Dental implants are designed to provide a basis for replacement teeth that look, feel and function like natural teeth. The individual who has lost teeth regains the ability to eat virtually anything and can smile with confidence, knowing that teeth appear natural and that facial lines will be preserved. The implants are tiny titanium posts which are placed into the jawbone where teeth are missing. The bone bonds with the titanium, creating a strong foundation for artificial teeth. In addition, dental implants can help preserve facial structure, preventing the bone deterioration which occurs when teeth are missing.
Dental implants are metal anchors, which act as tooth root substitutes. They are surgically placed into the jawbone. Small posts are then attached to the implant, which protrude through the gums. These posts provide stable anchors for artificial replacement teeth.
For most patients, the placement of dental implants involves two surgical procedures. First, implants are placed within your jawbone. For the first three to six months following surgery, the implants are beneath the surface of the gums, gradually bonding with the jawbone. You should be able to wear temporary dentures and eat a soft diet during this time. At the same time, your restorative dentist designs the final bridgework or denture, which will ultimately improve both function and aesthetics.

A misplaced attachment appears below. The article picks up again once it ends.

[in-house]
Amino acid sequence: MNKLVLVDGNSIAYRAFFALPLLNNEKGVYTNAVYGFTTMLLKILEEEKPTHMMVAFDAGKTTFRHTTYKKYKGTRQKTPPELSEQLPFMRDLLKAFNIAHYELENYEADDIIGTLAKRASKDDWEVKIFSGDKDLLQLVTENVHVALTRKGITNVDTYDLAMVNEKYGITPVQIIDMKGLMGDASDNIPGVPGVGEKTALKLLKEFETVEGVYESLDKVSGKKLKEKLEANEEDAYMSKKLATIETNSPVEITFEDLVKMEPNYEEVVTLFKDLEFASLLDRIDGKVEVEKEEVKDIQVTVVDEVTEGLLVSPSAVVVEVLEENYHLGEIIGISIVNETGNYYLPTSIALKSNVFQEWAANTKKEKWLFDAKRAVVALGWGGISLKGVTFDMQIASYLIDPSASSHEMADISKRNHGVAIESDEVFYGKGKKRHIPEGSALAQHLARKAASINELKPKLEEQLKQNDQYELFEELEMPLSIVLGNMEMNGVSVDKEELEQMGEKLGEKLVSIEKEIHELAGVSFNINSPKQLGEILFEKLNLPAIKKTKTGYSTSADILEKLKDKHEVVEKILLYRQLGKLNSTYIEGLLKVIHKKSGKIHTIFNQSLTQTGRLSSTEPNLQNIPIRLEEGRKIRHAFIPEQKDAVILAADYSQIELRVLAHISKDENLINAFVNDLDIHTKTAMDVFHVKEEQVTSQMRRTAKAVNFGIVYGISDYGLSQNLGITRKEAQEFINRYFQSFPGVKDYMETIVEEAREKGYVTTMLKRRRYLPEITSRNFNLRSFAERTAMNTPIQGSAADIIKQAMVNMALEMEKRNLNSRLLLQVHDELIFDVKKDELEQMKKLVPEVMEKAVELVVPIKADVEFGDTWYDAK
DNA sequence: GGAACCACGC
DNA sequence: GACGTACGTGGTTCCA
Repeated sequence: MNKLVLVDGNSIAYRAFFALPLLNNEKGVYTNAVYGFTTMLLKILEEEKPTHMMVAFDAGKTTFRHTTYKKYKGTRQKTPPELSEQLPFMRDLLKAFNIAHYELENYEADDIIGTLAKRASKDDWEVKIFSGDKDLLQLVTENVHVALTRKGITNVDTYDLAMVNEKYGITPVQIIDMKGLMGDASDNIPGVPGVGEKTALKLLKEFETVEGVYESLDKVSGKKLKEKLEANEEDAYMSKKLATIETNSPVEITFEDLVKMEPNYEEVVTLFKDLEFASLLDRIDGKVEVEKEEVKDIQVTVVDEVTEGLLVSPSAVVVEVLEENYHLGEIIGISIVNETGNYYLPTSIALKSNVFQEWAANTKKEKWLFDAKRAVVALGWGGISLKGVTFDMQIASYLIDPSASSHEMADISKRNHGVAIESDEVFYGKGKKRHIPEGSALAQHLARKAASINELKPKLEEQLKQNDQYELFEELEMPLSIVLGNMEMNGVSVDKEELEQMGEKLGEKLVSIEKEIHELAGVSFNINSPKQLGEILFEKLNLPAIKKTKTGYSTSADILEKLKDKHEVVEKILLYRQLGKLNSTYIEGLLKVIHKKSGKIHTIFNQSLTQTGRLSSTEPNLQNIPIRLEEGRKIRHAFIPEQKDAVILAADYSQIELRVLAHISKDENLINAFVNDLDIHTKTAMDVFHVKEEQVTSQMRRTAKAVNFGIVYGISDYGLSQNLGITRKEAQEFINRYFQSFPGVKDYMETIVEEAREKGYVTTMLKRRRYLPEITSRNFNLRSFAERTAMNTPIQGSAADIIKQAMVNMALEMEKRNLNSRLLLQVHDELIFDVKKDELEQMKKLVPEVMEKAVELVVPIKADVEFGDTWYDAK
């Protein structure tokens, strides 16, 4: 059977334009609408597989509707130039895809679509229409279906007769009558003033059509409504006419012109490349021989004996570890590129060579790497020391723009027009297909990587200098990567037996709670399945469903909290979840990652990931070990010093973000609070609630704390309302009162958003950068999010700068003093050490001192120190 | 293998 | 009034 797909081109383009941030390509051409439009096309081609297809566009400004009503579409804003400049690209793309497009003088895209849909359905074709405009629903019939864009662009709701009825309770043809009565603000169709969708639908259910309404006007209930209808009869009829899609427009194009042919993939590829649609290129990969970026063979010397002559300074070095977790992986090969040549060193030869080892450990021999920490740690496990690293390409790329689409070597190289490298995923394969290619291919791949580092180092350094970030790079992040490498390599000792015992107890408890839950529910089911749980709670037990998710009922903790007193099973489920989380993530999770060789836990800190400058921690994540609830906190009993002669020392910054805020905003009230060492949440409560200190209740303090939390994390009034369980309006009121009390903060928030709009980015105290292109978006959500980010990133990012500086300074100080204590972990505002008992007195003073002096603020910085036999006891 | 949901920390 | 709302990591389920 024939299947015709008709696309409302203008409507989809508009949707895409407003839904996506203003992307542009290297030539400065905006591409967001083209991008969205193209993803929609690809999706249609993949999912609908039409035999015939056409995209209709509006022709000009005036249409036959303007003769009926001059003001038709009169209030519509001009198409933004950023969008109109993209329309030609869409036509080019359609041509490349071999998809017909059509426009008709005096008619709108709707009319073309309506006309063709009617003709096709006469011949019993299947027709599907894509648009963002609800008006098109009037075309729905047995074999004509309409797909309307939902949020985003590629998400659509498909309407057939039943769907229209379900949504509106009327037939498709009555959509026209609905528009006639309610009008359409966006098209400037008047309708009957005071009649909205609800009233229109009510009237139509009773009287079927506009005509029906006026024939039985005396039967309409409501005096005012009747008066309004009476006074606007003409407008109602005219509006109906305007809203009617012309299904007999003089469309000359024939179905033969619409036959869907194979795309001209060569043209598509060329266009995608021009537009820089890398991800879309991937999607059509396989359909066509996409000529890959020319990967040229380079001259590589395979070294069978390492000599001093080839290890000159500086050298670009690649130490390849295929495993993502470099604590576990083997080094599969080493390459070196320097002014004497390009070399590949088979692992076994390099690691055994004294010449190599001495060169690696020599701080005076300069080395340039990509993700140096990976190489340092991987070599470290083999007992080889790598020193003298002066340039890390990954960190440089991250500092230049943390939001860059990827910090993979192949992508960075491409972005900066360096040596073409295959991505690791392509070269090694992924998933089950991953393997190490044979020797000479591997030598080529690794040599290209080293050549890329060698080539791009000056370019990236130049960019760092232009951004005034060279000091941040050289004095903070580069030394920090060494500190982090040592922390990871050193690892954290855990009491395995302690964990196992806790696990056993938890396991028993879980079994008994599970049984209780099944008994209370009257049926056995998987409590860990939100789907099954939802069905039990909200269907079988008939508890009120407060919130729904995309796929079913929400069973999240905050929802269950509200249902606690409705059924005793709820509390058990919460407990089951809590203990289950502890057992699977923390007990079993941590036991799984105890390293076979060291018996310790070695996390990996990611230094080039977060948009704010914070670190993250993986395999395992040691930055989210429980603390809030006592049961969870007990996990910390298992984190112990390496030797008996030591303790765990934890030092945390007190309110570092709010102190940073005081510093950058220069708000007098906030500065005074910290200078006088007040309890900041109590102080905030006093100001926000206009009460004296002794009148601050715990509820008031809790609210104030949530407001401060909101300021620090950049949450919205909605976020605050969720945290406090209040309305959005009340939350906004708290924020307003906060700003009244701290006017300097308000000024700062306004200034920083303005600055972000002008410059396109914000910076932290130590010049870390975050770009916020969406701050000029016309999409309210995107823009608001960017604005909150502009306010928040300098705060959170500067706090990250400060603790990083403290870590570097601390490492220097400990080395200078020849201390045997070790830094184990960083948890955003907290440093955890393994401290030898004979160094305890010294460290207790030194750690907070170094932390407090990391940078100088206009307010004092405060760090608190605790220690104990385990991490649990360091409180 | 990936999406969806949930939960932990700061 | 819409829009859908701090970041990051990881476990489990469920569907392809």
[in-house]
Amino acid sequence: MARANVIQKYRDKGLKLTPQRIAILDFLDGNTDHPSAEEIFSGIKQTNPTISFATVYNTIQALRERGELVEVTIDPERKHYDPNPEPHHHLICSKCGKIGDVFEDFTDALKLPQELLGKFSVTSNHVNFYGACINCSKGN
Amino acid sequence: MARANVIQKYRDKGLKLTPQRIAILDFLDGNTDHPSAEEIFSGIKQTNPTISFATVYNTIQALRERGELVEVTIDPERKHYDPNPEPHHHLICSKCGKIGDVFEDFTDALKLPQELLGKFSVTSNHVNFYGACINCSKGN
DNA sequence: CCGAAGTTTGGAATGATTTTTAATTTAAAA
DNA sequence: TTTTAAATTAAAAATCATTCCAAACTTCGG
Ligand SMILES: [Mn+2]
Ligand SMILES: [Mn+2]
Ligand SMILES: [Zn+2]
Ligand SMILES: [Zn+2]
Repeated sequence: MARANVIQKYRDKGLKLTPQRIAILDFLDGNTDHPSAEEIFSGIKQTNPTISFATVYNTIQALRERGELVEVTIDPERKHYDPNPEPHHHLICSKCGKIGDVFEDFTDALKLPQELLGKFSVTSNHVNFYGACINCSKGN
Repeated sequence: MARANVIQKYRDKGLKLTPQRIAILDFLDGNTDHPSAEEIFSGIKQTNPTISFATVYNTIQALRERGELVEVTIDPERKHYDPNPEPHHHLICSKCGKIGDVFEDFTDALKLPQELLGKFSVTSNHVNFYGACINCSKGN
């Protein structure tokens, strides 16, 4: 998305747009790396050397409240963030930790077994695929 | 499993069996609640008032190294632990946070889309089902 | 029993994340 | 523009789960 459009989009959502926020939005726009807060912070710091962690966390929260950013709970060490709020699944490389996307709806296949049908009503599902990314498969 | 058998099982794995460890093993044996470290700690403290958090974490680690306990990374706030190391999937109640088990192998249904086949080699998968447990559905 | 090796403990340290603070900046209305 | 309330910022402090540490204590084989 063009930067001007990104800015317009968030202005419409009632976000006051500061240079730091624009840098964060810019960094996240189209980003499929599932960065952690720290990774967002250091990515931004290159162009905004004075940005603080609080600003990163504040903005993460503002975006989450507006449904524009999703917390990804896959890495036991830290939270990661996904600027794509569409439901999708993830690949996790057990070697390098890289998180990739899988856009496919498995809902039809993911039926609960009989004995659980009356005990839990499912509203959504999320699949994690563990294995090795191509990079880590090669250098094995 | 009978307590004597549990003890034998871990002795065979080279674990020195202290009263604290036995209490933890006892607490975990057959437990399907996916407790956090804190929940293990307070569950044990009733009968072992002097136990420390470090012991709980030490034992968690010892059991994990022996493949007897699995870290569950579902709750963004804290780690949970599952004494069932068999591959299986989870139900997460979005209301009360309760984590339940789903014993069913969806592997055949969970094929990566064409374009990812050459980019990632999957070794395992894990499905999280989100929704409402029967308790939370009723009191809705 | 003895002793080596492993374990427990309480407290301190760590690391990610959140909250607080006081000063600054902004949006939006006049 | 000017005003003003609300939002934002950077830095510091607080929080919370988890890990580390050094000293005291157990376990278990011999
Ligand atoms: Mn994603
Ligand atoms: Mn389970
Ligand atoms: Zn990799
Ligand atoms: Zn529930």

Why do I Need a Dental Implant?
When you’ve lost a tooth, or a tooth has been damaged beyond repair by injury or decay, you’ll need to consider your alternatives. Living without one or more of your teeth can be painful and unhealthy. Temporary replacements, such as a bridge or dentures, can fill in the space, but they will not look or feel the same as your natural teeth, and can cause other problems, including damage to healthy teeth that are being used to support the artificial device, bone loss, and deterioration in the bone structure of your face.
Dental implants can be used to replace one or more of your teeth in a manner that is durable, beautiful, and that mimics your natural tooth structure.